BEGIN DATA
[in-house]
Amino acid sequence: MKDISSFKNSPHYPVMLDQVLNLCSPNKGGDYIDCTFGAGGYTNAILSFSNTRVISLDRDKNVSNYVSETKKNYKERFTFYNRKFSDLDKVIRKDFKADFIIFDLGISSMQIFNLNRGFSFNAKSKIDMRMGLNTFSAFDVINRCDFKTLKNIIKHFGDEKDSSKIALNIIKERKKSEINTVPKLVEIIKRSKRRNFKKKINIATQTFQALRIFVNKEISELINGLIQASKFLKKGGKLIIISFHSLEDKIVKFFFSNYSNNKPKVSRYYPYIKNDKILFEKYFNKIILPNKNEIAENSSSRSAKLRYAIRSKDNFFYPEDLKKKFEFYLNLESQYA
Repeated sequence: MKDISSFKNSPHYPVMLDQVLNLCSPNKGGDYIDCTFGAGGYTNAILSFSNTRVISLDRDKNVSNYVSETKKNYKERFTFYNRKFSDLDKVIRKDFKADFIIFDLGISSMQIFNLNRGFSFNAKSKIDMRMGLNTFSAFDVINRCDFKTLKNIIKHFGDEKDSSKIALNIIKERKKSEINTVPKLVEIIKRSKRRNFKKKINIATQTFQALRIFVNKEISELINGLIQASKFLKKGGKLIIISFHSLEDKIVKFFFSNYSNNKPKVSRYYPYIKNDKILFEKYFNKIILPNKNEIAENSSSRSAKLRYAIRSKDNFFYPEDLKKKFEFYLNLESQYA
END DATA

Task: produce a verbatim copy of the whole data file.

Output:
[in-house]
Amino acid sequence: MKDISSFKNSPHYPVMLDQVLNLCSPNKGGDYIDCTFGAGGYTNAILSFSNTRVISLDRDKNVSNYVSETKKNYKERFTFYNRKFSDLDKVIRKDFKADFIIFDLGISSMQIFNLNRGFSFNAKSKIDMRMGLNTFSAFDVINRCDFKTLKNIIKHFGDEKDSSKIALNIIKERKKSEINTVPKLVEIIKRSKRRNFKKKINIATQTFQALRIFVNKEISELINGLIQASKFLKKGGKLIIISFHSLEDKIVKFFFSNYSNNKPKVSRYYPYIKNDKILFEKYFNKIILPNKNEIAENSSSRSAKLRYAIRSKDNFFYPEDLKKKFEFYLNLESQYA
Repeated sequence: MKDISSFKNSPHYPVMLDQVLNLCSPNKGGDYIDCTFGAGGYTNAILSFSNTRVISLDRDKNVSNYVSETKKNYKERFTFYNRKFSDLDKVIRKDFKADFIIFDLGISSMQIFNLNRGFSFNAKSKIDMRMGLNTFSAFDVINRCDFKTLKNIIKHFGDEKDSSKIALNIIKERKKSEINTVPKLVEIIKRSKRRNFKKKINIATQTFQALRIFVNKEISELINGLIQASKFLKKGGKLIIISFHSLEDKIVKFFFSNYSNNKPKVSRYYPYIKNDKILFEKYFNKIILPNKNEIAENSSSRSAKLRYAIRSKDNFFYPEDLKKKFEFYLNLESQYA